A strange granite monument that some called “America’s Stonehenge” and a conservative politician declared “satanic” was torn down by authorities in rural Georgia on Wednesday, hours after it was badly damaged in an explosion set off by vandals.
Investigators from several agencies converged on the site 100 miles (161 km) east of Atlanta, looking for clues about the predawn explosion that blew apart part of the 42-year-old monument, called the Georgia Guidestones.
The Georgia Bureau of Investigation (GBI) later posted on its official Twitter feed a surveillance video of the explosion and separate footage of a car driving away from the scene.
It said the rest of the structure was deliberately demolished later in the day “for safety reasons”, with a photo showing the entire monument reduced to rubble. The initial damage was attributed to “unknown persons” who “detonated an explosive device” at the site.
The 20-foot-tall installation of gray monoliths was erected in 1980 in the middle of a large field near the town of Elberton, Georgia, off Highway 77, and is listed as a tourist attraction by the state’s tourism website and the Elbert County Chamber of Commerce.
The plates were engraved with an enigmatic message in 12 languages, calling, according to official translations of the text, for the preservation of humanity by limiting the world’s population to less than half a billion people to live “in eternal balance with nature.”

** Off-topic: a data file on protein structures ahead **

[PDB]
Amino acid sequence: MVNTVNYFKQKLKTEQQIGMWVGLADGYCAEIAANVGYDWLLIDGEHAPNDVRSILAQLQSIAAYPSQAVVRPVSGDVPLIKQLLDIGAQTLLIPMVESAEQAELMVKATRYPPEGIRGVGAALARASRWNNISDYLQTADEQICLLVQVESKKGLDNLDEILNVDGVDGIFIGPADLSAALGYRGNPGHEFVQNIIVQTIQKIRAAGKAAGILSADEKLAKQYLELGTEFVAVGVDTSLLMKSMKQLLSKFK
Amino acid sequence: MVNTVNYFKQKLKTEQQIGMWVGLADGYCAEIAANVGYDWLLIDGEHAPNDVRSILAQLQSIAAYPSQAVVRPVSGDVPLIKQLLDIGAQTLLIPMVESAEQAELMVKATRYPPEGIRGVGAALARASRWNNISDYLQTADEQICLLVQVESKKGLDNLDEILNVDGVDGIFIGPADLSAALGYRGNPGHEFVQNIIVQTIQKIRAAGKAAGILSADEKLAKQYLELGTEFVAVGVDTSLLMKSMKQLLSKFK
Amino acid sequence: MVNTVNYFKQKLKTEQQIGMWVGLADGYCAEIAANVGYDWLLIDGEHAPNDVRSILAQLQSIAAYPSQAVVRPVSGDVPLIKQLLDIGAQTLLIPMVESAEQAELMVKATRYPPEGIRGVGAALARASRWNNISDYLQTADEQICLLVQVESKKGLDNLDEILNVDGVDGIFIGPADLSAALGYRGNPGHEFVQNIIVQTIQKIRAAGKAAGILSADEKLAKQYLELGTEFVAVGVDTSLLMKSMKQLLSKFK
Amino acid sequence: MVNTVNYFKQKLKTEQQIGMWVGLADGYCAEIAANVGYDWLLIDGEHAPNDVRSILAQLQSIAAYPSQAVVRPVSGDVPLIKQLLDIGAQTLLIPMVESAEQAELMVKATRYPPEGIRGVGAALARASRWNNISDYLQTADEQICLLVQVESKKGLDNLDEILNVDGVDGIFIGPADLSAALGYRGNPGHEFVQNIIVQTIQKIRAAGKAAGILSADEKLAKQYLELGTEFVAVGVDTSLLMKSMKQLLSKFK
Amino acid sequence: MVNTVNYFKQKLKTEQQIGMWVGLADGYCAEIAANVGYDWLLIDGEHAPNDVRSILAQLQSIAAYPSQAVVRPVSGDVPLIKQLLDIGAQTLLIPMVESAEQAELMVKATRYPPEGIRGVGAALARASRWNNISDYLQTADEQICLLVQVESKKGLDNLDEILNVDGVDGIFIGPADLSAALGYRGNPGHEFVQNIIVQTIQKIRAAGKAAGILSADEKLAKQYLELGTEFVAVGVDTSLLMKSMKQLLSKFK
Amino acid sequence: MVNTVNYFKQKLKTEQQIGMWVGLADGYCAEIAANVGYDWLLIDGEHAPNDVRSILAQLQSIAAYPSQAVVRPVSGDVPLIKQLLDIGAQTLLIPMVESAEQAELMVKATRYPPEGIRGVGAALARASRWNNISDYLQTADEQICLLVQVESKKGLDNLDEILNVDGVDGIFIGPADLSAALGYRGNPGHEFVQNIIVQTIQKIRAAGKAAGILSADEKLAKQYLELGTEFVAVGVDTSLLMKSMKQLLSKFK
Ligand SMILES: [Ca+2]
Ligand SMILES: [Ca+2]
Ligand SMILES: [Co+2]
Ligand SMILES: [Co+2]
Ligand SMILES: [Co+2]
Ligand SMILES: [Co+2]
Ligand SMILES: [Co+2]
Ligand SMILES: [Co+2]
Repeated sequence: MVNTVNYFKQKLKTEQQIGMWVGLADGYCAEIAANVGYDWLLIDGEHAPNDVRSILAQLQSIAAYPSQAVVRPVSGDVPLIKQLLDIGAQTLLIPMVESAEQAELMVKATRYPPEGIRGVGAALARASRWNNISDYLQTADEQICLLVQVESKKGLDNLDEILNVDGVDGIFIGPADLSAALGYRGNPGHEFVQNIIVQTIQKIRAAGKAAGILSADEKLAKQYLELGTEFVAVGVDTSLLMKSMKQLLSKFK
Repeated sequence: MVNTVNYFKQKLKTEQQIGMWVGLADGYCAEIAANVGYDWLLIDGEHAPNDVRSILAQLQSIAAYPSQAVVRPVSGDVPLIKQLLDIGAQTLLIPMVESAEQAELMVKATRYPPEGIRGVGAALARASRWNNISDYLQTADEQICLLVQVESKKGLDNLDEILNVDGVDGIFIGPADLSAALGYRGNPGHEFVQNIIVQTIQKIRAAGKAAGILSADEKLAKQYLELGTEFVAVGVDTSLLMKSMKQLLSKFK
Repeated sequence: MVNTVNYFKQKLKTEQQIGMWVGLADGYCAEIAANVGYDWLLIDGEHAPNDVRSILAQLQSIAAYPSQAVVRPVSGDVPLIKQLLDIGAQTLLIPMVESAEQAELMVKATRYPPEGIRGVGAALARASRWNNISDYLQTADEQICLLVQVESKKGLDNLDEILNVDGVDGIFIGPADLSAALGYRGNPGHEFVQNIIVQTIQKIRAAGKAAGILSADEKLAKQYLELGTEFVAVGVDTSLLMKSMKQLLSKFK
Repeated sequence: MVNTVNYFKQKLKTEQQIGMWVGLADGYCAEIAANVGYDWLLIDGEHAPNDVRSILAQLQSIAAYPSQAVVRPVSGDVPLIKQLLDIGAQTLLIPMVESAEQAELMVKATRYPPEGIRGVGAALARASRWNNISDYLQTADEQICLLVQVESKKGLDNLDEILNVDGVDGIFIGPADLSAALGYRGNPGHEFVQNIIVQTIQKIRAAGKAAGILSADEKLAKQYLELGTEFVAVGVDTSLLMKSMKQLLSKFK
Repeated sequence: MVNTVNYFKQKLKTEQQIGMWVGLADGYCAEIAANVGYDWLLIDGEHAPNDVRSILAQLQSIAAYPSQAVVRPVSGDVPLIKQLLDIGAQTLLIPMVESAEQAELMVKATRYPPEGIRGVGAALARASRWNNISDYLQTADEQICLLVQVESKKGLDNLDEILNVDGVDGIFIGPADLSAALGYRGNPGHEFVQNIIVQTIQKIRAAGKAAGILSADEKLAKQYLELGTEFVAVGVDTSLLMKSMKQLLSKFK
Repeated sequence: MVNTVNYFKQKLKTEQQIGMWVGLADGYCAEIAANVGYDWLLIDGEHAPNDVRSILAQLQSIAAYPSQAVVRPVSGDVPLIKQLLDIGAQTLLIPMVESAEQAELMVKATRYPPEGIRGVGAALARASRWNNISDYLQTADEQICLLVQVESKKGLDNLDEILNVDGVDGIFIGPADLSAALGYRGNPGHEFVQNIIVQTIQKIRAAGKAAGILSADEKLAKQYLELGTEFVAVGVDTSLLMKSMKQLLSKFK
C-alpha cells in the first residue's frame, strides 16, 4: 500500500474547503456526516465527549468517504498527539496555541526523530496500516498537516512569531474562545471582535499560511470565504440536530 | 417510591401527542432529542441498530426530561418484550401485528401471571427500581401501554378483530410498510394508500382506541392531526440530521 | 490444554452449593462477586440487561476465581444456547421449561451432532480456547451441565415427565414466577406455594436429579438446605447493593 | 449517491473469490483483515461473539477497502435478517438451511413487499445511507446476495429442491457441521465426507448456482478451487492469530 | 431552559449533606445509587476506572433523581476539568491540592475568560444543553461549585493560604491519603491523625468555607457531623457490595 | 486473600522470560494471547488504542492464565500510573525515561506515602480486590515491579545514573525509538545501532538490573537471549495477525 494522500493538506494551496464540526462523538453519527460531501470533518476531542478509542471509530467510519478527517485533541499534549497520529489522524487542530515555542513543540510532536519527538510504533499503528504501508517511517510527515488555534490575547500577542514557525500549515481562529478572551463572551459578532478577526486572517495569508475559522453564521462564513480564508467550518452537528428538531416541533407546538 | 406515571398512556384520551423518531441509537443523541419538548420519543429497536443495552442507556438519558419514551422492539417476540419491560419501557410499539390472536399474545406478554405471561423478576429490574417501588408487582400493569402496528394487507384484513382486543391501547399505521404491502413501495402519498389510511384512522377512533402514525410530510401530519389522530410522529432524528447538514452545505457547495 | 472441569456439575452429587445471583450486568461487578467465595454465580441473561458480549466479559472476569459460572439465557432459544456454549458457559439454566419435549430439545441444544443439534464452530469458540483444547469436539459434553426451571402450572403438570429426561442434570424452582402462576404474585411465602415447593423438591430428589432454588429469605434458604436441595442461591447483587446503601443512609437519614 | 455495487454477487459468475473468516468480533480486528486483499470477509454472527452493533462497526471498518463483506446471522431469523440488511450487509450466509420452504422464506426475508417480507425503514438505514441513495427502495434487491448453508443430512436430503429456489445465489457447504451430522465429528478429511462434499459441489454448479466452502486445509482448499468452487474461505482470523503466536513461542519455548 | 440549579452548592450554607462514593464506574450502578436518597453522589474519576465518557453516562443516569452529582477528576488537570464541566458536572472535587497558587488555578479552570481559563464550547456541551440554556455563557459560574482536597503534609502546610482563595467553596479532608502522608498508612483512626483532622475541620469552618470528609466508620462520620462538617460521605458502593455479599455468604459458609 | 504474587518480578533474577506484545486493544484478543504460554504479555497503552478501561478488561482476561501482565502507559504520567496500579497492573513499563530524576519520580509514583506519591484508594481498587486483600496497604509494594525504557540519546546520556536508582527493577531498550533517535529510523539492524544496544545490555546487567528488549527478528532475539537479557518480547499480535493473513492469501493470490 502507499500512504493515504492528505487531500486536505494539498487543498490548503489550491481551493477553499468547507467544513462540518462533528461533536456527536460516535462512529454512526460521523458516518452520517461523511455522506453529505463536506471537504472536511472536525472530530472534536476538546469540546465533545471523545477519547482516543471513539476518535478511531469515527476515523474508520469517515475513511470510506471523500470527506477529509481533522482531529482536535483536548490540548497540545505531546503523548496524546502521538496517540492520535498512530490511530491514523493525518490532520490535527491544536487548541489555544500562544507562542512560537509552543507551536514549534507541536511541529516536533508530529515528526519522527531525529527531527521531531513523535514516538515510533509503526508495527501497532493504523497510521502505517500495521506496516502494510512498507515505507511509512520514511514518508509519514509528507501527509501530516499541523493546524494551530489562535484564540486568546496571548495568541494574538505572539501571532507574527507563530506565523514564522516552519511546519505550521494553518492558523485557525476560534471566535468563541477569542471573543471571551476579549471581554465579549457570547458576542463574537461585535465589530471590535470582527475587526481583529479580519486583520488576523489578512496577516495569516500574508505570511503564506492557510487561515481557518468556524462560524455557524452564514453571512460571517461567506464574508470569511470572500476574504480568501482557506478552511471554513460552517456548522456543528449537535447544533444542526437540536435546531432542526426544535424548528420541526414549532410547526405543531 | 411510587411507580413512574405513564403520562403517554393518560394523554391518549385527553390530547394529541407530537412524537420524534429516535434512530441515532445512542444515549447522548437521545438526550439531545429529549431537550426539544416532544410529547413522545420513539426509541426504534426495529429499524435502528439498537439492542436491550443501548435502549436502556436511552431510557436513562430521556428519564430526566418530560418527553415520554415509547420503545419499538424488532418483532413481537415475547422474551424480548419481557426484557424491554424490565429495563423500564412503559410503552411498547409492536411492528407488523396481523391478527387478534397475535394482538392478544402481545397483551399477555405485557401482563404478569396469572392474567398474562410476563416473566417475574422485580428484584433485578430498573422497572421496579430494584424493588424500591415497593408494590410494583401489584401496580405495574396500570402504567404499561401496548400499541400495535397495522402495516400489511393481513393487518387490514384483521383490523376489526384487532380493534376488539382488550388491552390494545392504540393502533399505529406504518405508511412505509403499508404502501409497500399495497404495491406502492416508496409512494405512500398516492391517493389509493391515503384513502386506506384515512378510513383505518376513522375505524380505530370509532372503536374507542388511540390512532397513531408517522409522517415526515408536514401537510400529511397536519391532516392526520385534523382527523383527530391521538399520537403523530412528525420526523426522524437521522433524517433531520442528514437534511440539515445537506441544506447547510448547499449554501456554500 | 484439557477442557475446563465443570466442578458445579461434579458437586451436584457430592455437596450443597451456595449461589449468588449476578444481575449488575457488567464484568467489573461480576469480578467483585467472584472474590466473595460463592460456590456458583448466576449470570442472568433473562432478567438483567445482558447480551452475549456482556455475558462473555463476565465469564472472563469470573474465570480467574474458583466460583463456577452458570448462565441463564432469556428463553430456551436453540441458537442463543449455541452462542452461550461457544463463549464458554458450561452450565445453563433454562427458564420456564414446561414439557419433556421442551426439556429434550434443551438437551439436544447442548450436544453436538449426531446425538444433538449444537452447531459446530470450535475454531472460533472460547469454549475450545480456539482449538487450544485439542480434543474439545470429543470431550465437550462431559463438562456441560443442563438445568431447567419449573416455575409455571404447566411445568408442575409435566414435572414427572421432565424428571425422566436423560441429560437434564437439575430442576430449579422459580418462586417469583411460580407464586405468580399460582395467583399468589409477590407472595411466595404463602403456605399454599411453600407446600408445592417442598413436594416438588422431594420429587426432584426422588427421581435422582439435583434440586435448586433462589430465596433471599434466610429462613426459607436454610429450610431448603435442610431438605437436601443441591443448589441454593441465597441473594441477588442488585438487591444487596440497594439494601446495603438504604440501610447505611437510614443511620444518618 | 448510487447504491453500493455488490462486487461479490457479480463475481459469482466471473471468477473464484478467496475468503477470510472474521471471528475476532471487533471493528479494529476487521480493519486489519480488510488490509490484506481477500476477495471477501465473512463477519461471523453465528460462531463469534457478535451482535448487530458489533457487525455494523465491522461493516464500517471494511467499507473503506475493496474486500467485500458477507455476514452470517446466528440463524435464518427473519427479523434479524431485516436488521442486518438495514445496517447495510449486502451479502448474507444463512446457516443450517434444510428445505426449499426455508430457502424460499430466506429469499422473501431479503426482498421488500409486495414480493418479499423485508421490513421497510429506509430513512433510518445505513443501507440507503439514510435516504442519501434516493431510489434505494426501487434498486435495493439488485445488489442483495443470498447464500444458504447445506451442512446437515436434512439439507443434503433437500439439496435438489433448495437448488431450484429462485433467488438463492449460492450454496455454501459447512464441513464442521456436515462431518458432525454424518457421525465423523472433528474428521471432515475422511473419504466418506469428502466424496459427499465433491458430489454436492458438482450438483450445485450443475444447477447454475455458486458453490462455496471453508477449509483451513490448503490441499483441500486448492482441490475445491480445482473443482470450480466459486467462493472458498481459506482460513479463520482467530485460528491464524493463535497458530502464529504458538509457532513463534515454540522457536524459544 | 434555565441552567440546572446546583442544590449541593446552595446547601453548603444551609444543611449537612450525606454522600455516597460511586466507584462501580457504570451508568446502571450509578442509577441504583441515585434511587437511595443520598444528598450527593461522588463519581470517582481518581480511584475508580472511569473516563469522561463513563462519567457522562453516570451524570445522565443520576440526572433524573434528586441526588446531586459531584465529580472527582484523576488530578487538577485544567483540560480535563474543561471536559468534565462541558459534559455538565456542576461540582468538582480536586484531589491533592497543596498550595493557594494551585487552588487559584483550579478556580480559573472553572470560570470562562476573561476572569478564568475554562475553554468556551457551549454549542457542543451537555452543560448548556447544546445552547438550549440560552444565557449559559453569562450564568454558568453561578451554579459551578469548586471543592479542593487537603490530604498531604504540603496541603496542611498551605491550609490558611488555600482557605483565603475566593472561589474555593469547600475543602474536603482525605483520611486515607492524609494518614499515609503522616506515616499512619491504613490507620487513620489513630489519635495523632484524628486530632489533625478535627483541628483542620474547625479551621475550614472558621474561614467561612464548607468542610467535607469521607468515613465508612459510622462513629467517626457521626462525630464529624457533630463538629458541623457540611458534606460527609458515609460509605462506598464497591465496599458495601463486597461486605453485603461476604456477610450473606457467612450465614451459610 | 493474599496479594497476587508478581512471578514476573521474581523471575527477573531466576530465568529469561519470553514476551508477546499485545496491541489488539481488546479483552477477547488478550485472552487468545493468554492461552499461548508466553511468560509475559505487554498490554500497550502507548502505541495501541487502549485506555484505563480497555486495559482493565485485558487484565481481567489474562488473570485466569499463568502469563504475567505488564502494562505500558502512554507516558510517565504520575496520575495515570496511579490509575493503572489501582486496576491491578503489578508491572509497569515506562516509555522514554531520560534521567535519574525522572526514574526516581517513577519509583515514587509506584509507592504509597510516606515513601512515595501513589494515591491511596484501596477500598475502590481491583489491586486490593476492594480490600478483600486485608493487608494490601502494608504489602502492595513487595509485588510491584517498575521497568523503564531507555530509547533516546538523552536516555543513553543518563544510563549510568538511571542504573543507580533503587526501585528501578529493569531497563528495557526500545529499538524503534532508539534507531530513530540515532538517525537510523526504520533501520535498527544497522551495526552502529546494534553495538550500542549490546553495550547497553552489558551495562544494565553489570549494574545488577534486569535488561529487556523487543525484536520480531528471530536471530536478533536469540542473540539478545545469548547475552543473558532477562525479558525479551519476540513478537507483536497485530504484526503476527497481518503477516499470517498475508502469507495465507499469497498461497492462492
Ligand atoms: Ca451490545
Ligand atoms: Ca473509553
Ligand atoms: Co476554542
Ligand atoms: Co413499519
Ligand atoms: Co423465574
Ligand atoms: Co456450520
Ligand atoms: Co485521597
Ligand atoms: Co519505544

The site also functioned as an astronomical calendar, arranged to allow sunlight to shine through a narrow opening in the structure at noon each day to illuminate the engraved dates.
But the monument has drawn occasional controversy from some who have linked its message to far-right conspiracies or religious blasphemy.
Prominent among them was former Georgia gubernatorial candidate Candace Taylor, who finished third in the May 24 Republican primary. She made the removal of the monument part of her election platform, a position satirized by popular TV comedian John Oliver.
Following news of Wednesday’s blast, Taylor said on Twitter that the destruction of the monument was an act of divine intervention. “God is God Himself. He can do ANYTHING He wants. That includes removing satanic stumbling blocks,” she wrote.
Taylor later posted a video insisting that he would never support vandalism and that “anyone who goes onto the private or public property to destroy something illegally should be arrested.”
No law enforcement officials have suggested that Candace was involved in the bombing.
The exact origins of the roadside attraction remain unclear. It was built by a local granite processing company at the behest of a mysterious benefactor who commissioned the work under the pseudonym, Robert S. Christian.
The Elberton Granite Association, which has maintained the stones, has put the cost of replacing them at hundreds of thousands of dollars, according to local media.
According to official descriptions, the monument became known as America’s Stonehenge. But the site paled in age and grandeur to the original Stonehenge, a prehistoric landmark in Wiltshire, England, believed to date back as far as 3000 BC.
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